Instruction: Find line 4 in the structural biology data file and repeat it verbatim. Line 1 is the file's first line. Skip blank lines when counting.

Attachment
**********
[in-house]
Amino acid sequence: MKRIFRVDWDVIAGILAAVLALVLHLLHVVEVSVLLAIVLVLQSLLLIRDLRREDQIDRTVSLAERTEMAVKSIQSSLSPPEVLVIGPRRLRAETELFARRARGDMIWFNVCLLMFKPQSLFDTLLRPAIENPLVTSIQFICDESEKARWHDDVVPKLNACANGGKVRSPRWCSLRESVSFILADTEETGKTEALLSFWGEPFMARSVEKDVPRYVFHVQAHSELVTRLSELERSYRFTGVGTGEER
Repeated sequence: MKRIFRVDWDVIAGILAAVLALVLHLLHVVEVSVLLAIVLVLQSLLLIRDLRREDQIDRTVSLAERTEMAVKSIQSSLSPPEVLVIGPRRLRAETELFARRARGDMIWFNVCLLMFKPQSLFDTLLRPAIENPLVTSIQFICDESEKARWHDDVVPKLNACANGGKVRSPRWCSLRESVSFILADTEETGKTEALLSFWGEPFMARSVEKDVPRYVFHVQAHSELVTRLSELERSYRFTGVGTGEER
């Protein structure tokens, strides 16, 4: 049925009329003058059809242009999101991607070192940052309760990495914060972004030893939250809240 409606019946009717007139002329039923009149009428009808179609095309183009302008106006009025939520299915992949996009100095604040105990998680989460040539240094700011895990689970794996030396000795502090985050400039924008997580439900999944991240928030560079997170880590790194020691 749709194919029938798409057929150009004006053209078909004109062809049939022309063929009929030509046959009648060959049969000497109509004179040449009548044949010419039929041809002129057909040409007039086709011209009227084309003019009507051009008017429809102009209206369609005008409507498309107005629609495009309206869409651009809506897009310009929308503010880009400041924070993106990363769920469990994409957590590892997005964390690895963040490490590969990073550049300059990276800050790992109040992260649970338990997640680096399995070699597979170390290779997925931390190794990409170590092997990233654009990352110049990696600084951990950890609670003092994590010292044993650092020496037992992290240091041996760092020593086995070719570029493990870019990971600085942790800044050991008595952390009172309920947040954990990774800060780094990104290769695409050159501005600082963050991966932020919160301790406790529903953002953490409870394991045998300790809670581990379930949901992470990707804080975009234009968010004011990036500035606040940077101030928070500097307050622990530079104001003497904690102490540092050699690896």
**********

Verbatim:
């Protein structure tokens, strides 16, 4: 049925009329003058059809242009999101991607070192940052309760990495914060972004030893939250809240 409606019946009717007139002329039923009149009428009808179609095309183009302008106006009025939520299915992949996009100095604040105990998680989460040539240094700011895990689970794996030396000795502090985050400039924008997580439900999944991240928030560079997170880590790194020691 749709194919029938798409057929150009004006053209078909004109062809049939022309063929009929030509046959009648060959049969000497109509004179040449009548044949010419039929041809002129057909040409007039086709011209009227084309003019009507051009008017429809102009209206369609005008409507498309107005629609495009309206869409651009809506897009310009929308503010880009400041924070993106990363769920469990994409957590590892997005964390690895963040490490590969990073550049300059990276800050790992109040992260649970338990997640680096399995070699597979170390290779997925931390190794990409170590092997990233654009990352110049990696600084951990950890609670003092994590010292044993650092020496037992992290240091041996760092020593086995070719570029493990870019990971600085942790800044050991008595952390009172309920947040954990990774800060780094990104290769695409050159501005600082963050991966932020919160301790406790529903953002953490409870394991045998300790809670581990379930949901992470990707804080975009234009968010004011990036500035606040940077101030928070500097307050622990530079104001003497904690102490540092050699690896």